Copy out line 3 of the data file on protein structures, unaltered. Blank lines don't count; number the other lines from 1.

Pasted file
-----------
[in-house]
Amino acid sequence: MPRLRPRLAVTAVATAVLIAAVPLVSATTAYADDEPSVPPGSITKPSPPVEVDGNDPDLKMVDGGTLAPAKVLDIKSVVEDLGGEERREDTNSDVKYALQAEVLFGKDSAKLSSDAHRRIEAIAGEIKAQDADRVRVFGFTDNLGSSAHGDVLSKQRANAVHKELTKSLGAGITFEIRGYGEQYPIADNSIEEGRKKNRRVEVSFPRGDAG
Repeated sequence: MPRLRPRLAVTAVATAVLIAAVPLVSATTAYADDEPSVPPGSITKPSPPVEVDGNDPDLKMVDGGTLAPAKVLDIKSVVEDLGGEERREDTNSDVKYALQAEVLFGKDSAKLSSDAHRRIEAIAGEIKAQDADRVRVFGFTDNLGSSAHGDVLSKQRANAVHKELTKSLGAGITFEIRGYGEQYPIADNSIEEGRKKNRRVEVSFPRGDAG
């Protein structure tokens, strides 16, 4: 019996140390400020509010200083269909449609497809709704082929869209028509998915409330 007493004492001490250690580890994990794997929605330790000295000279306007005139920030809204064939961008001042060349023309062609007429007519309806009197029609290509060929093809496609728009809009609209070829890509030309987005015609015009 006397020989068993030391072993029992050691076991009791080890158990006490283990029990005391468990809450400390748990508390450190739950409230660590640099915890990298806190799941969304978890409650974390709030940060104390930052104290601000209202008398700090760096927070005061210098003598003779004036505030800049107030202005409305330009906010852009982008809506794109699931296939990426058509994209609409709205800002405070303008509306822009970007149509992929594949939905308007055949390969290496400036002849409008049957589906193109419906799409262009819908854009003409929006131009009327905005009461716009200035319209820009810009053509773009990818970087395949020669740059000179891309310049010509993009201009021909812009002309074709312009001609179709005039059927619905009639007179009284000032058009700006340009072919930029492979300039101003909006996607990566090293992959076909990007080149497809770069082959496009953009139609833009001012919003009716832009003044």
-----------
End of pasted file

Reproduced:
Repeated sequence: MPRLRPRLAVTAVATAVLIAAVPLVSATTAYADDEPSVPPGSITKPSPPVEVDGNDPDLKMVDGGTLAPAKVLDIKSVVEDLGGEERREDTNSDVKYALQAEVLFGKDSAKLSSDAHRRIEAIAGEIKAQDADRVRVFGFTDNLGSSAHGDVLSKQRANAVHKELTKSLGAGITFEIRGYGEQYPIADNSIEEGRKKNRRVEVSFPRGDAG